« May 2006 | Main | October 2006 »

June 07, 2006

Summer Break

It's summer break time for me! Look for new Edge-Centric entries again in the fall.

Meanwhile, there are plenty of blogs around to give you a daily fix of crip culture. Check out the Disability Studies, Temple U.: Disability Blogs Roundup, #10 for a great overview -- there's lot's o' bloggin' going on!

Have a great summer yourselves.

Posted by mjohnson at 07:46 AM | Comments (0)

June 05, 2006

Cure or kill, recovery or death

The issue of "recovery" seems to be driving public discussion about disability as never before.

I'd been waiting for some sort of national fallout from the DeGroot and McCarron murders. I'd been urging a reporter for a national news outlet to do a story, but hadn't gotten much anywhere. You know: it's old news now.

So this morning I see in my New York Times the op-ed article Autism's Parent Trap:

"If you commit all your time, your money, your family's life, recovery is possible. And who wouldn't do almost anything — mortgage a home, abandon a career or move to be closer to doctors or schools — to enable an autistic child to lead a normal life?"

"Here we go," I think.

Turns out, though, that Cammie McGovern (identified as the author of "Eye Contact," a novel, and who has an autistic son) is trying to debunk the recovery grail.

"To aim for full recovery — for the person your child might have been without autism — is to enter a dangerous emotional landscape," she writes.

I think folks with autism would have put it quite differently, and more forcefully -- take a look at any of the blogs that make up the Autism Hub (I especially recommend ballastexistenz). But I'll take McGovern's article. For the New York Times, it's probably as forceful a statement that will get printed.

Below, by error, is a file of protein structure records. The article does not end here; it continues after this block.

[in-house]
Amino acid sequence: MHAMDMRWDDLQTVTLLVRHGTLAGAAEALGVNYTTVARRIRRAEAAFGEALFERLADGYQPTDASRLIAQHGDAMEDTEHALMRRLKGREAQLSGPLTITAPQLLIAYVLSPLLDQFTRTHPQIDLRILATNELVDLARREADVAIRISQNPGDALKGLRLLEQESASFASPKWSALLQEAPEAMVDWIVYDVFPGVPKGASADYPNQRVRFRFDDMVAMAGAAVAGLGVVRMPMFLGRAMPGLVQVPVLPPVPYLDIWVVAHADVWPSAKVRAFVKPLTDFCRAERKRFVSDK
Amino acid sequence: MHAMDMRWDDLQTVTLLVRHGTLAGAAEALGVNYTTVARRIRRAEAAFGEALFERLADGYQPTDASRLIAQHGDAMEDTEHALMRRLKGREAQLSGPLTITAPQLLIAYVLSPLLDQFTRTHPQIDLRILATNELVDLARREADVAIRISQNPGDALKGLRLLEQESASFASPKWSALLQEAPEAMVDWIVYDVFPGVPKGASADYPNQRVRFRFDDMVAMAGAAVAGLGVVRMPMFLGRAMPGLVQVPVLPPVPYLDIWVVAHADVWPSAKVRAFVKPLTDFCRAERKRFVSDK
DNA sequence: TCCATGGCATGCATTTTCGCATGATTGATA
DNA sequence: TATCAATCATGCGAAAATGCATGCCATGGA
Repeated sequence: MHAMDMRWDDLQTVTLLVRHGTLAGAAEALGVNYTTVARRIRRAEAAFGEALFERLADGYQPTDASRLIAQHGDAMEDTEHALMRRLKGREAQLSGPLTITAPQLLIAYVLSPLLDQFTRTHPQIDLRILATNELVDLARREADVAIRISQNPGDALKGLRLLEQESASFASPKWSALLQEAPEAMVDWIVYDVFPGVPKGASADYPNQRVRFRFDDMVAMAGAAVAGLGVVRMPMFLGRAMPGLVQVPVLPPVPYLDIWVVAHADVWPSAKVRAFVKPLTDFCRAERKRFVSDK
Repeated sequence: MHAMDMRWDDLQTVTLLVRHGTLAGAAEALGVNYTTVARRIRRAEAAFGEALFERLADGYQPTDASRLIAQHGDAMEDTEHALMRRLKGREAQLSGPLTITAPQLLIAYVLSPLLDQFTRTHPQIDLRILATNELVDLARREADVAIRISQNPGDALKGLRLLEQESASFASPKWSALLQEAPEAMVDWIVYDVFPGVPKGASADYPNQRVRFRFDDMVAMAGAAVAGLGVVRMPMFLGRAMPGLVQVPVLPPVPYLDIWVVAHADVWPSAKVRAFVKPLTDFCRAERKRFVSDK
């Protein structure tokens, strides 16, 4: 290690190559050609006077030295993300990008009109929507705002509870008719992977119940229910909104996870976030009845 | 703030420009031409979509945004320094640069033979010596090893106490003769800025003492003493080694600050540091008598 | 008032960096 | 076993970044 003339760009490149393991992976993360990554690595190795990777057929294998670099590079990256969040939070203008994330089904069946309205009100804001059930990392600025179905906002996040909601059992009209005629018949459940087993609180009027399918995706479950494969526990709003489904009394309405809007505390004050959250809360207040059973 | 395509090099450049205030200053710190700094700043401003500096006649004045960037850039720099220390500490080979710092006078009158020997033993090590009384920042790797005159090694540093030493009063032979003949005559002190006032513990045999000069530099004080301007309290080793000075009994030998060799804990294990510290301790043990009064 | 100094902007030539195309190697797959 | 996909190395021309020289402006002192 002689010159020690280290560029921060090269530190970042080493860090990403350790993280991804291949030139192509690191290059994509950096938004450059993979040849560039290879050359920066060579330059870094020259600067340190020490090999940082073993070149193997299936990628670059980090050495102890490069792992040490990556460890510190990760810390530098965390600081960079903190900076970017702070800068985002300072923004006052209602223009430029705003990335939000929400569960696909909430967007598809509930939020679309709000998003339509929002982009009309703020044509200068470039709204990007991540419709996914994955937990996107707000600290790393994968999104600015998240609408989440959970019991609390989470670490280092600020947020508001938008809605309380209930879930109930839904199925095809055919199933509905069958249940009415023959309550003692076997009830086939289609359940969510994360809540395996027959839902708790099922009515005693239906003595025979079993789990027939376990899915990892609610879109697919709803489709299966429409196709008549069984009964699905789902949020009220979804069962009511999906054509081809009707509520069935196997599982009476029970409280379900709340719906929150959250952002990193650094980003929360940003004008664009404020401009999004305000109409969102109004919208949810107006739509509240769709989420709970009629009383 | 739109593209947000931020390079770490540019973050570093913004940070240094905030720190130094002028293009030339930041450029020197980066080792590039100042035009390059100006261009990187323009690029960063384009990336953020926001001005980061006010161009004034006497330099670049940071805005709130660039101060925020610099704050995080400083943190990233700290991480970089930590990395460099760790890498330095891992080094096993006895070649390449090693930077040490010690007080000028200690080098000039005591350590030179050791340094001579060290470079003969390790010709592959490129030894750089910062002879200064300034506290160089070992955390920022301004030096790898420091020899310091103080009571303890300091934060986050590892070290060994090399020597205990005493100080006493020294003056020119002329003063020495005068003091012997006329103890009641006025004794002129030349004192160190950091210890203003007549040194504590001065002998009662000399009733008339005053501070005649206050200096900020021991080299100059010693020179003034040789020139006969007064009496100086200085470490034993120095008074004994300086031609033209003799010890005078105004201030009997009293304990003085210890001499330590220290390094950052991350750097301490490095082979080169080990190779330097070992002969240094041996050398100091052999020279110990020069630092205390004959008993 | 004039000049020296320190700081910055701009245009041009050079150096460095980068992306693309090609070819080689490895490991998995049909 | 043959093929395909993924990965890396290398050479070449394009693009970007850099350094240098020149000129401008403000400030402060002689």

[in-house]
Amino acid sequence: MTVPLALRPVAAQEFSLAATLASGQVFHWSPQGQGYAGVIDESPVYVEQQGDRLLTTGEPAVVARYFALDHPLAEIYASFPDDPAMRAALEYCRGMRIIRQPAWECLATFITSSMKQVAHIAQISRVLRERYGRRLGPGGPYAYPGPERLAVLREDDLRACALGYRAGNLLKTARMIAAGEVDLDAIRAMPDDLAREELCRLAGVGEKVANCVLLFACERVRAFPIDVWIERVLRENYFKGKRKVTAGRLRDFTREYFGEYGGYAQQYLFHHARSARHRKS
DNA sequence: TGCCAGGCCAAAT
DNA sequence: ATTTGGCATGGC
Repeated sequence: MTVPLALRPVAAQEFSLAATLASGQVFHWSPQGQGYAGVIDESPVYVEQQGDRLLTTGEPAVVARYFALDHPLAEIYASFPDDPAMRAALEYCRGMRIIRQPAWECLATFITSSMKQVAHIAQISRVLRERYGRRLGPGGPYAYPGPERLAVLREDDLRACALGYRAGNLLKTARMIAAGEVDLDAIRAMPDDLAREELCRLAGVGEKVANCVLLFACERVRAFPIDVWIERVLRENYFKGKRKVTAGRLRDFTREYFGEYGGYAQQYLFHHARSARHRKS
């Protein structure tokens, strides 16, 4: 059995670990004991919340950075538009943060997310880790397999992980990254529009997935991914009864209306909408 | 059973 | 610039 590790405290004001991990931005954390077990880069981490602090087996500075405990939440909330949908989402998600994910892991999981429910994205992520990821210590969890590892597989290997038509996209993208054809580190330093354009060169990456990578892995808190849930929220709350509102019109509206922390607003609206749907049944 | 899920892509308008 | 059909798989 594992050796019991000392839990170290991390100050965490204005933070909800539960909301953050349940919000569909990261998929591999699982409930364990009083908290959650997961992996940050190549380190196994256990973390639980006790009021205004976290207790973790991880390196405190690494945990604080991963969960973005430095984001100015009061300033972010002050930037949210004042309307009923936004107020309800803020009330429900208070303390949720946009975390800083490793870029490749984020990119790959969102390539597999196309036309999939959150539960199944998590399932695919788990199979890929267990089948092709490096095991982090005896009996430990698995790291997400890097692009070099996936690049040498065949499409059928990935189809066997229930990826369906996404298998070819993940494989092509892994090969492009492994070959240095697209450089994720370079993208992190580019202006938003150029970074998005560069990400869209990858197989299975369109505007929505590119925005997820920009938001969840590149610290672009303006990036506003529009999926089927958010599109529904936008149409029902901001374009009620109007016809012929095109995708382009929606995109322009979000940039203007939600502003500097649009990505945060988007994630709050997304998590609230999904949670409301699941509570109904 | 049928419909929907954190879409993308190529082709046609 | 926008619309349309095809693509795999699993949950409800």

I'd like to see on the Times's op-ed page some of the points made in the article by Dick Sobsey over on the Not Dead Yet site. Parents kill their nondisabled children, too, he points out, and parents who kill their disabled children are more like those parents than not. Both need help -- mental health help, he says.

Reinforcing the notion that parents are driven to killing their children (and sometimes themselves) by the lack of services is almost certain to do more harm than good. For people who are getting close to the edge of doing violence to themselves and others, certifying their thinking as rational and their behavior as justifiable increases the probability that they will go over the edge.

He adds,

When we say, "look what this poor parent was driven to do by the system and if things don't get better more of us parents may just do the same thing," we are holding our children hostages. We are collectively threatening to harm them if society doesn't take a little better care of us. (read article).

What I'd really like to see on the Times's op-ed page is an article examining how the "cannot recover" excuse is used to justify "removal of life support" and now, murder, which, seems to me, is a growing trend, or maybe simply one that's more and more coming out from under the covers. I've written about "won't recover" before -- here and here and here and here.

The new X-Men movie -- atrocious in a lot of ways, writes Robert McRuer on Ragged Edge Online -- gets at the "cannot recover" idea directly. On the big screen, it's "cure or kill." We get "mutant crowds (and their supporters) outside the pharmaceutical company, on one side of the street, yelling "no cure! no cure!" and mutant crowds, on the other side of the street, lining up for the injection," writes McRuer.

The disability rights culture wonks are grooving on "The Last Stand." But I'm almost afraid to ask: do most movie-goers see the Mutants' fight against cure as simply a kind of joke? After all, it's a comic. Right?

Posted by mjohnson at 11:18 AM | Comments (3)